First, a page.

An Israeli official source in the Prime Minister Ariel Sharon’s office said on Thursday that the United States President George W. Bush rejected a demand by the Palestinian President Mahmoud Abbas to move to the final status negotiations skipping the second stage of the road map.
Stage two of the Road map calls for the establishment of a Palestinian State with temporary borders prior to moving to the final-status talks.
Instead Bush reiterated the road map’s demand that Israeli forces withdraw to their positions as of September 28, 2000, but added that this should happen "as we make progress toward security," rather than unconditionally.
Bush called for halt of all settlement activity expressing some concern over the current expansion of the Ma’ale Adumim settlement near Jerusalem.
Unlike to Sharon, Bush did not give Abbas any written document. However, Bush gave an American support to a key Palestinian negotiation demand concerning borders.
He declared at a press conference following their White House meeting that any border deviations from the 1949 truce-lines would have to be by mutually agreed between the Palestinians and the Israelis.
Additionally, Bush stated that "A viable two-state solution must ensure contiguity of the West Bank, and a state of scattered territories will not work. There must also be meaningful linkages between the West Bank and Gaza. This is the position of the United States today; it will be the position of the United States at the time of final status negotiations."
Israel, Bush added, must "work with the Palestinian leadership to improve the daily lives of Palestinians, especially their humanitarian situation. Israel should not undertake any activity that contravenes road map obligations or prejudices final status negotiations with regard to Gaza, the West Bank and Jerusalem."
"Therefore, Israel must remove unauthorized outposts and stop settlement expansion. The barrier being erected by Israel as a part of its security effort must be a security, rather than political, barrier. And its route should take into account, consistent with security needs, its impact on Palestinians not engaged in terrorist activities."
A new language has been used by Bush in addressing Palestinians in this visit, which is Abbas’ first to the White House since elected President in January of this year.
Bush consistently referred to Abbas as "Mr. President" where he and other U.S. presidents referred to the Late Palestinian President Yasser Arafat as "Mr. Chairman" although he was elected. Bush also unusually made a vague general mention of the need to fight terror.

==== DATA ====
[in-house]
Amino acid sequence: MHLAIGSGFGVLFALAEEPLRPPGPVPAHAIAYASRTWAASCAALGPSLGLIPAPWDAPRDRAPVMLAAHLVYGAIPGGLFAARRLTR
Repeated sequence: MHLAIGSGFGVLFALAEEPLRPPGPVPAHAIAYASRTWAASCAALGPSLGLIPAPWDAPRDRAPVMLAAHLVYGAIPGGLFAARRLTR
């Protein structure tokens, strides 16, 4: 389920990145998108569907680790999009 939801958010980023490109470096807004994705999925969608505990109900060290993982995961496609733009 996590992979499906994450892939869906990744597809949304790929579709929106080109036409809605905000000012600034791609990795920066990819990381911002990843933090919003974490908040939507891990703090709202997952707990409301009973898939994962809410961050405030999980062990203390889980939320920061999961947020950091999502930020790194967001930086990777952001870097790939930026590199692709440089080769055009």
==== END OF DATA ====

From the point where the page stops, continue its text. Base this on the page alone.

Officials in Abbas’s entourage expressed particular pleasure over Bush’s statements on the settlements and his explicit mention of Jerusalem as one of the issues on which Israel must not prejudice final-status negotiations. They also said the speech had opened the door for a meeting between Abbas and Sharon in the next two weeks.
Bush meets Abbas in White House
Palestinian President Mahmoud Abbas met with the US President George Bush in the White house. “The Palestinians want peace, we must end the Palestinian-Israeli conflict before its too late”, Abbas said.
During the press conference held at the “Flowers Garden" in the While House, the US president praised the steps of Abbas toward democracy, and pledged USD 50 million in housing aid for the Palestinians.
Abbas said that this period is considered a ‘difficult journey which required courage and leadership each day; we will take that journey together”.
“Time is becoming our greatest enemy; we must end the conflict before it’s too late, every day Israel is undertaking steps that undermine President Bush’s vision and effectively prevent a two-state solution to end the Israeli-Palestinian conflict", Abbas added.
The USD 50 million in direct aid to the Palestinian Authority is part of a package of 150 M President Bush is seeking from Congress, Bush said that this money “will help the Palestinians settle in Gaza and rebuild it after the Israeli withdrawal”.
"If President Bush is still convinced and committed to his original vision, as I hope he is, and if Sharon is pressed to abandon his unilateral solution and measures, we can together make 2005 the year of peace in the Middle East," Abbas wrote in an opinion peace published earlier Wall Street Journal on Thursday.
Also, Abbas slammed the Israeli policies, and its lack of activities towards peace adding that most Israelis and Palestinians want peace.